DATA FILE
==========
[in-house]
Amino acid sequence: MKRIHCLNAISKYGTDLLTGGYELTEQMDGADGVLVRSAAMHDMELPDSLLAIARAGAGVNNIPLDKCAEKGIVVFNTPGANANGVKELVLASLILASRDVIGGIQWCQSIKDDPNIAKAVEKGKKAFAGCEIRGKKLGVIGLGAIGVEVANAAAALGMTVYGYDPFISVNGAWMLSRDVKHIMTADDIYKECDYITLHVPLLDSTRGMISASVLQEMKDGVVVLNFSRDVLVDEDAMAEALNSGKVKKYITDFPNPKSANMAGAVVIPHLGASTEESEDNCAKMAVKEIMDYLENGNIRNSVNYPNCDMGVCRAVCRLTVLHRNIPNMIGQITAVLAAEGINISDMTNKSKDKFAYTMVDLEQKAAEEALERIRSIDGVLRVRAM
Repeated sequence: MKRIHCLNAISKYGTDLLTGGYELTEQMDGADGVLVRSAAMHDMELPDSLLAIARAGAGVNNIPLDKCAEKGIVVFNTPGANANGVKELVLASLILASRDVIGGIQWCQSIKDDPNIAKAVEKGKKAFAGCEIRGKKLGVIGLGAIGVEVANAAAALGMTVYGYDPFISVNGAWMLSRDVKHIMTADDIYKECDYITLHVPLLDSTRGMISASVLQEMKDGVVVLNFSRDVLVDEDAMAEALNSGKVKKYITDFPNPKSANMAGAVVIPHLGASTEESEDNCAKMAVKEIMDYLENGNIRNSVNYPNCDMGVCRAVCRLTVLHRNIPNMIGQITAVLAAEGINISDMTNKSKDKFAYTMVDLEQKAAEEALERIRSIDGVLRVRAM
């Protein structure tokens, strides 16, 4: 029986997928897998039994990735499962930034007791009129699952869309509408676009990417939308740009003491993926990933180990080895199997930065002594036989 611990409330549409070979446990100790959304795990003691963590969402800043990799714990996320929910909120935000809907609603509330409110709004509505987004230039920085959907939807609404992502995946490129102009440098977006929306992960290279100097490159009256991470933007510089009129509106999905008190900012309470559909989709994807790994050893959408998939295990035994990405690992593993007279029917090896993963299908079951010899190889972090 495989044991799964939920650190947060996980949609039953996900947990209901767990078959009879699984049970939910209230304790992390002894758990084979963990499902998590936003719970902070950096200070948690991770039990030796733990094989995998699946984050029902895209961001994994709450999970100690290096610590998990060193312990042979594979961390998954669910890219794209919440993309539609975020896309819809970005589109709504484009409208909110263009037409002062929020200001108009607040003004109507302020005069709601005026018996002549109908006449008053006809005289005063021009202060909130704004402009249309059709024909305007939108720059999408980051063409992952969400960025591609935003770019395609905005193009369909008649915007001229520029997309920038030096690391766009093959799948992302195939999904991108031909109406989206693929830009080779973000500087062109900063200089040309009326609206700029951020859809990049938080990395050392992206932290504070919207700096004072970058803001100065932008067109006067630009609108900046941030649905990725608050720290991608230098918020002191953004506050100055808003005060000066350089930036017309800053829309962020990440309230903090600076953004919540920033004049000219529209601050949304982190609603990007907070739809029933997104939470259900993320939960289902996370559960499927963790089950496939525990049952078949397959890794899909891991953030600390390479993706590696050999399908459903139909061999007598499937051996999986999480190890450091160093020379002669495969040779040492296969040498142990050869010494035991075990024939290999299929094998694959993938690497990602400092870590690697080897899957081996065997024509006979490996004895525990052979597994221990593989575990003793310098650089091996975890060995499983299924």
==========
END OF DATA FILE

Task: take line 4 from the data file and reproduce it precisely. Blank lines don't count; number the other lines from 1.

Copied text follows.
């Protein structure tokens, strides 16, 4: 029986997928897998039994990735499962930034007791009129699952869309509408676009990417939308740009003491993926990933180990080895199997930065002594036989 611990409330549409070979446990100790959304795990003691963590969402800043990799714990996320929910909120935000809907609603509330409110709004509505987004230039920085959907939807609404992502995946490129102009440098977006929306992960290279100097490159009256991470933007510089009129509106999905008190900012309470559909989709994807790994050893959408998939295990035994990405690992593993007279029917090896993963299908079951010899190889972090 495989044991799964939920650190947060996980949609039953996900947990209901767990078959009879699984049970939910209230304790992390002894758990084979963990499902998590936003719970902070950096200070948690991770039990030796733990094989995998699946984050029902895209961001994994709450999970100690290096610590998990060193312990042979594979961390998954669910890219794209919440993309539609975020896309819809970005589109709504484009409208909110263009037409002062929020200001108009607040003004109507302020005069709601005026018996002549109908006449008053006809005289005063021009202060909130704004402009249309059709024909305007939108720059999408980051063409992952969400960025591609935003770019395609905005193009369909008649915007001229520029997309920038030096690391766009093959799948992302195939999904991108031909109406989206693929830009080779973000500087062109900063200089040309009326609206700029951020859809990049938080990395050392992206932290504070919207700096004072970058803001100065932008067109006067630009609108900046941030649905990725608050720290991608230098918020002191953004506050100055808003005060000066350089930036017309800053829309962020990440309230903090600076953004919540920033004049000219529209601050949304982190609603990007907070739809029933997104939470259900993320939960289902996370559960499927963790089950496939525990049952078949397959890794899909891991953030600390390479993706590696050999399908459903139909061999007598499937051996999986999480190890450091160093020379002669495969040779040492296969040498142990050869010494035991075990024939290999299929094998694959993938690497990602400092870590690697080897899957081996065997024509006979490996004895525990052979597994221990593989575990003793310098650089091996975890060995499983299924």